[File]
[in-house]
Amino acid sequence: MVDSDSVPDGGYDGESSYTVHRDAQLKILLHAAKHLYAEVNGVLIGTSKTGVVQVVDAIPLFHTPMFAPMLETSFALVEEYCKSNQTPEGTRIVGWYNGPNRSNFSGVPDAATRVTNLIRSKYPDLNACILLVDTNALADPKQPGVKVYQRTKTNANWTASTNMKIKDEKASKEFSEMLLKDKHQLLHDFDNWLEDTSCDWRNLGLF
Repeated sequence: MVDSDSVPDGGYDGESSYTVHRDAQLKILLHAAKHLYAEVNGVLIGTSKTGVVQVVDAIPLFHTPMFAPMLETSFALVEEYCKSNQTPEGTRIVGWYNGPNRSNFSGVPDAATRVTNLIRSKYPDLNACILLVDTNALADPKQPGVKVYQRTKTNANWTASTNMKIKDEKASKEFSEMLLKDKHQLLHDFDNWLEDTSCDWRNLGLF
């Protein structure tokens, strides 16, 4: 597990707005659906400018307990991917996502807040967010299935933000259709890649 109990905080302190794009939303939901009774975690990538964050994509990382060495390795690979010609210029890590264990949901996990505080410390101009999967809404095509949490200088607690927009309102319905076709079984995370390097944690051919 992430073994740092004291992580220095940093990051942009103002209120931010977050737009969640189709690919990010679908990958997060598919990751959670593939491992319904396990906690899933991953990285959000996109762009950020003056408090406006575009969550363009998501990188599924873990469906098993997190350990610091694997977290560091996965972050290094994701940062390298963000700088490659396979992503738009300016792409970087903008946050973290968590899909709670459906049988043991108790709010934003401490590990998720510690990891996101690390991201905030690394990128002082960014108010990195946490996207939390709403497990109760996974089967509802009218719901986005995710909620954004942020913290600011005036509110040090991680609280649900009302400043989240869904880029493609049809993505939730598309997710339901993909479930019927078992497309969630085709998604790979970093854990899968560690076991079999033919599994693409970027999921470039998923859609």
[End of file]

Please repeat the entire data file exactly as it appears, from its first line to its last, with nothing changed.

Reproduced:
[in-house]
Amino acid sequence: MVDSDSVPDGGYDGESSYTVHRDAQLKILLHAAKHLYAEVNGVLIGTSKTGVVQVVDAIPLFHTPMFAPMLETSFALVEEYCKSNQTPEGTRIVGWYNGPNRSNFSGVPDAATRVTNLIRSKYPDLNACILLVDTNALADPKQPGVKVYQRTKTNANWTASTNMKIKDEKASKEFSEMLLKDKHQLLHDFDNWLEDTSCDWRNLGLF
Repeated sequence: MVDSDSVPDGGYDGESSYTVHRDAQLKILLHAAKHLYAEVNGVLIGTSKTGVVQVVDAIPLFHTPMFAPMLETSFALVEEYCKSNQTPEGTRIVGWYNGPNRSNFSGVPDAATRVTNLIRSKYPDLNACILLVDTNALADPKQPGVKVYQRTKTNANWTASTNMKIKDEKASKEFSEMLLKDKHQLLHDFDNWLEDTSCDWRNLGLF
């Protein structure tokens, strides 16, 4: 597990707005659906400018307990991917996502807040967010299935933000259709890649 109990905080302190794009939303939901009774975690990538964050994509990382060495390795690979010609210029890590264990949901996990505080410390101009999967809404095509949490200088607690927009309102319905076709079984995370390097944690051919 992430073994740092004291992580220095940093990051942009103002209120931010977050737009969640189709690919990010679908990958997060598919990751959670593939491992319904396990906690899933991953990285959000996109762009950020003056408090406006575009969550363009998501990188599924873990469906098993997190350990610091694997977290560091996965972050290094994701940062390298963000700088490659396979992503738009300016792409970087903008946050973290968590899909709670459906049988043991108790709010934003401490590990998720510690990891996101690390991201905030690394990128002082960014108010990195946490996207939390709403497990109760996974089967509802009218719901986005995710909620954004942020913290600011005036509110040090991680609280649900009302400043989240869904880029493609049809993505939730598309997710339901993909479930019927078992497309969630085709998604790979970093854990899968560690076991079999033919599994693409970027999921470039998923859609």